China's much-anticipated second-quarter GDP growth figures have been released today, as you no doubt know.
You may also be aware that economists and market commentators had expected the numbers to be rather disappointing. (Or at least, they will match low expectations).
However, if you were keen to find out that magic growth number before its public release, there were couple of options available to you.
For one thing, there's often an early leak. Today it came from cnstock.com, which you can read here if your Mandarin is pretty good. Bloomberg, for instance, sent headlines on the cnstock.com GDP figures about six minutes before the formal release.
Needless to say, markets were already on the move after the "pre-release" headlines, with copper among the commodities rising. Within minutes of the official numbers hitting screen around the world, the Aussie dollar was up about one-third of a US cent while the Aussie sharemarket got a boost - short-lived, perhaps - to the tune of about $8 billion.
Death by banquet
Alternatively, you can either get yourself a psychic octopus or find it out from someone who knows these numbers (hints: officials from the central bank or the bureau of statistics), usually over an expensive banquet or five.
The Chinese government got really concerned in the last few years over the remarkable ability of some investment banks and media outlets to predict the key economic figures such as GDP, CPI, and import and export figures pretty much spot on before their public release.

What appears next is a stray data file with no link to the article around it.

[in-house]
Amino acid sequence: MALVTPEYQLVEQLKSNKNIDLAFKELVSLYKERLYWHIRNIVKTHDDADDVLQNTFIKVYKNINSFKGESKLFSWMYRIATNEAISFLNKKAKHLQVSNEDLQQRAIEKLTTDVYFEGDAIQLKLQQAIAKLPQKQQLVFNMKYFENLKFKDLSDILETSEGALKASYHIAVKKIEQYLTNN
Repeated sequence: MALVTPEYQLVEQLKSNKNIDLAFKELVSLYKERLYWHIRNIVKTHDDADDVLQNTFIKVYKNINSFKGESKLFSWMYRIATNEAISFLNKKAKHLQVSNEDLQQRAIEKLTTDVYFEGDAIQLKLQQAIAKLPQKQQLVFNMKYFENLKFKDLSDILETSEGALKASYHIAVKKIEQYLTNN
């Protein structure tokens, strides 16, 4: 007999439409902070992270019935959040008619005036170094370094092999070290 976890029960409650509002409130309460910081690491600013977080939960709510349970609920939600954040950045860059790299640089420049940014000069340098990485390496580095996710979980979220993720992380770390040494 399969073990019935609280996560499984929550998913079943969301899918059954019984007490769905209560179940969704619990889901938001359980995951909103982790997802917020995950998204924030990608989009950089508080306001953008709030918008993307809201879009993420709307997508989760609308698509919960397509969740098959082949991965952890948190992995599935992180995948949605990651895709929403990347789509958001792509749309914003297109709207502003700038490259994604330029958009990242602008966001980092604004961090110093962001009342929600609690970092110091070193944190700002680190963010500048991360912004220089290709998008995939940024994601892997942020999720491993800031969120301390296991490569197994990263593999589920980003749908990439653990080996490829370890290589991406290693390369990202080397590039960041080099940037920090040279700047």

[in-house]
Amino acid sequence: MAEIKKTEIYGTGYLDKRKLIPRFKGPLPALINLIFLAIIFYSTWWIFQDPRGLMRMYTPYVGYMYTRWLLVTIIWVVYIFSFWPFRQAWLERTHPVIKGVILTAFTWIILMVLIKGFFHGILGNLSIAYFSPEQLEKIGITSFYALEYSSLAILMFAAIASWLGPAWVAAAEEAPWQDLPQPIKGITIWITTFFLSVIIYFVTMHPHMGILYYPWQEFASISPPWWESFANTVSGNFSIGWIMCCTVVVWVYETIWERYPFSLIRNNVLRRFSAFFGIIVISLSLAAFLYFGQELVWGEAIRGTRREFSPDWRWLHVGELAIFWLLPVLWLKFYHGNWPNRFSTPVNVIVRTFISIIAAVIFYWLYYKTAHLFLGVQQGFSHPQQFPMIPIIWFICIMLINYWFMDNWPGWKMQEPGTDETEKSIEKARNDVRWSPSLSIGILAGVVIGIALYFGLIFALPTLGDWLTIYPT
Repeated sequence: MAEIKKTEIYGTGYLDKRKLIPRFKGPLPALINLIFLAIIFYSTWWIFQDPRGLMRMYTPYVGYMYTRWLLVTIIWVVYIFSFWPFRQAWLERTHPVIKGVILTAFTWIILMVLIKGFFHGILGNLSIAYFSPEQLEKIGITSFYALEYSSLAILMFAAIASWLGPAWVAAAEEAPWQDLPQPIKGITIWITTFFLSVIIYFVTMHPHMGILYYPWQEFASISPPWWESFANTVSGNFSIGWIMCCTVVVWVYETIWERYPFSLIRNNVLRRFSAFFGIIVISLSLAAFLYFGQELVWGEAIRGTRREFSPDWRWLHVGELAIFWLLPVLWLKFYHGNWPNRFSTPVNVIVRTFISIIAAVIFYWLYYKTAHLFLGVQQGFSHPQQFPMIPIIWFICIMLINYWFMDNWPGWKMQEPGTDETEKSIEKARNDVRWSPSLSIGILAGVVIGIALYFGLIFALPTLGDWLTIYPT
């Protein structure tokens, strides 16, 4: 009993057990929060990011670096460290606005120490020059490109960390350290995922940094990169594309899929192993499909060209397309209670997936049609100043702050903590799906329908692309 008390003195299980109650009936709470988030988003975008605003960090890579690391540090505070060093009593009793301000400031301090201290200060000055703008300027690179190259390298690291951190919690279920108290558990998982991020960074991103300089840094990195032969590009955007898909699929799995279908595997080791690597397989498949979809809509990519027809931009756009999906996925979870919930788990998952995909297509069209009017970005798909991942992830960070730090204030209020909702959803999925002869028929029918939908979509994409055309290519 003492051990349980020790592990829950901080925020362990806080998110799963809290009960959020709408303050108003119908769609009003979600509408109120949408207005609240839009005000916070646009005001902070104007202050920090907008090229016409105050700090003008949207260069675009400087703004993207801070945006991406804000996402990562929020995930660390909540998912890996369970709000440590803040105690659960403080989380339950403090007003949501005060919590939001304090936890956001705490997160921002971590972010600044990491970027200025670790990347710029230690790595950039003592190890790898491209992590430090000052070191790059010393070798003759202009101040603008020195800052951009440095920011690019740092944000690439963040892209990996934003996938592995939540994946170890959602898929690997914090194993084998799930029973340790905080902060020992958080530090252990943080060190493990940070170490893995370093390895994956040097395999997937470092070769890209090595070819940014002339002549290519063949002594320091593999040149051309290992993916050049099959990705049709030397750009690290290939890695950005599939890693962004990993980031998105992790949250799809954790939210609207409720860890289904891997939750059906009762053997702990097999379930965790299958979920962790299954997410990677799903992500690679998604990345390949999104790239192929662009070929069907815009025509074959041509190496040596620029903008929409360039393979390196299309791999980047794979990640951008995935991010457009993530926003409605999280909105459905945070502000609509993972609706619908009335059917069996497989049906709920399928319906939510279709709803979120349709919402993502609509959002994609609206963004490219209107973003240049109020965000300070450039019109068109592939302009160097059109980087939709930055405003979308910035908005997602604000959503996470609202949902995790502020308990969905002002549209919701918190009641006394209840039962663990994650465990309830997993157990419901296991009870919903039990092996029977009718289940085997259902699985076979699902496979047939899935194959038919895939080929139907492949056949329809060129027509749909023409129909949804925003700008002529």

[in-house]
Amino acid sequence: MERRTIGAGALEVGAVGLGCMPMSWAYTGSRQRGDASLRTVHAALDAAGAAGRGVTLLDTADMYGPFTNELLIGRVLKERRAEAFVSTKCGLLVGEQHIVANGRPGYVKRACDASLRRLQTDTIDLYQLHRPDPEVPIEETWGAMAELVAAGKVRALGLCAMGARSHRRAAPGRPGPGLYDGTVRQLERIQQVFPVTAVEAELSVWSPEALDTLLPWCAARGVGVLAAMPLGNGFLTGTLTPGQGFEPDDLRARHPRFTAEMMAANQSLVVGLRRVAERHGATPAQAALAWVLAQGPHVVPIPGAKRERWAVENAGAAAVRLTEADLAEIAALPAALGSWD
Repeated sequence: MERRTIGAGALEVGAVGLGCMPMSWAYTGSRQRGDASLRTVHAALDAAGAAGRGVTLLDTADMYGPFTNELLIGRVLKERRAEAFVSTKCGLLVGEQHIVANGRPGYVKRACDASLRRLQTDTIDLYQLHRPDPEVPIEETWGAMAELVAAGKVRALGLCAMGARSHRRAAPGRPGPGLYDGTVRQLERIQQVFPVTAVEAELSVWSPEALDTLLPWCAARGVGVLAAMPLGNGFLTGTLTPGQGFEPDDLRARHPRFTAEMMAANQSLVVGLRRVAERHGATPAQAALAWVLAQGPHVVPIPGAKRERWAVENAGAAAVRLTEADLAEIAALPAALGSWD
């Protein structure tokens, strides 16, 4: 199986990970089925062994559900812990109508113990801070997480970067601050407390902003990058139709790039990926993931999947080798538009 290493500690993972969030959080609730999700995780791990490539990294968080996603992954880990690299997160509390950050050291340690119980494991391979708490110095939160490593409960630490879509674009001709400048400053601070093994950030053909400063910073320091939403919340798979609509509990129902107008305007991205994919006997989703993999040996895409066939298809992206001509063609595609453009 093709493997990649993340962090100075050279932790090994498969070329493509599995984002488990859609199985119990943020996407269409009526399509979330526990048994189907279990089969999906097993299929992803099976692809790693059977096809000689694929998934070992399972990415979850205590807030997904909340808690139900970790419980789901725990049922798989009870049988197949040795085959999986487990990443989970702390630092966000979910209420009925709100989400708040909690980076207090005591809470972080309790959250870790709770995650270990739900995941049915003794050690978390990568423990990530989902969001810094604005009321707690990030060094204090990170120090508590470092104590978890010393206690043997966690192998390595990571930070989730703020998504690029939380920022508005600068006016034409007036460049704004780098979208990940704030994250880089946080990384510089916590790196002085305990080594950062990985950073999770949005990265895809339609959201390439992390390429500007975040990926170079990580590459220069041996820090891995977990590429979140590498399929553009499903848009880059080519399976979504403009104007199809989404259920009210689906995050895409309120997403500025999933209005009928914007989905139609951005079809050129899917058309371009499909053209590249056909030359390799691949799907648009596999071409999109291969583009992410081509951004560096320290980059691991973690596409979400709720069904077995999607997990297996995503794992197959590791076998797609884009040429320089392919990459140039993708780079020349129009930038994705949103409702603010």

(Many years ago, special "early" services could be subscribed to from the stats bureau - complete with receipts - although that little earner got wound up in a hurry. Xinjiang exile probably awaited the geniuses behind the venture.)
Regulatory agencies also noticed suspicious movements in the sharemarket before important central bank interest rate announcements.
An investigation was launched and resulted in the arrest and conviction of central bank and bureau of statistics officials and investment bankers.
The investigation reveals some tantalising details about the trade in classified economic data.
“A set of official economic data can fetch you anywhere between 400,000 and 500,000 yuan (between $60,000 and $70,000),” an unnamed persecutor told Chinese media.
The deputy head of the Chinese state secrets protection agency said in an interview that economic officials were invited to give so-called lectures at investment banks and trading houses for very handsome fees.
Some officials didn't even bother with such cover and chose to engage directly in insider trading with banks, he said.
Other Chinese media reports that bankers are happy to pay five-figure fees just to have dinner with officials who have access to sensitive economic data and information.
Bankers and brokers use this illegally obtained data to trade shares before their public release. The CPI figure is allegedly the most traded data, according to the Chinese media - although the sinking inflation rate means that number is less interesting than it once was.
Meanwhile, in Australia, BusinessDay understands that only selected Australian Treasury and Reserve Bank officials are briefed about the market moving economic data one night before its release by the Australian Bureau of Statistics.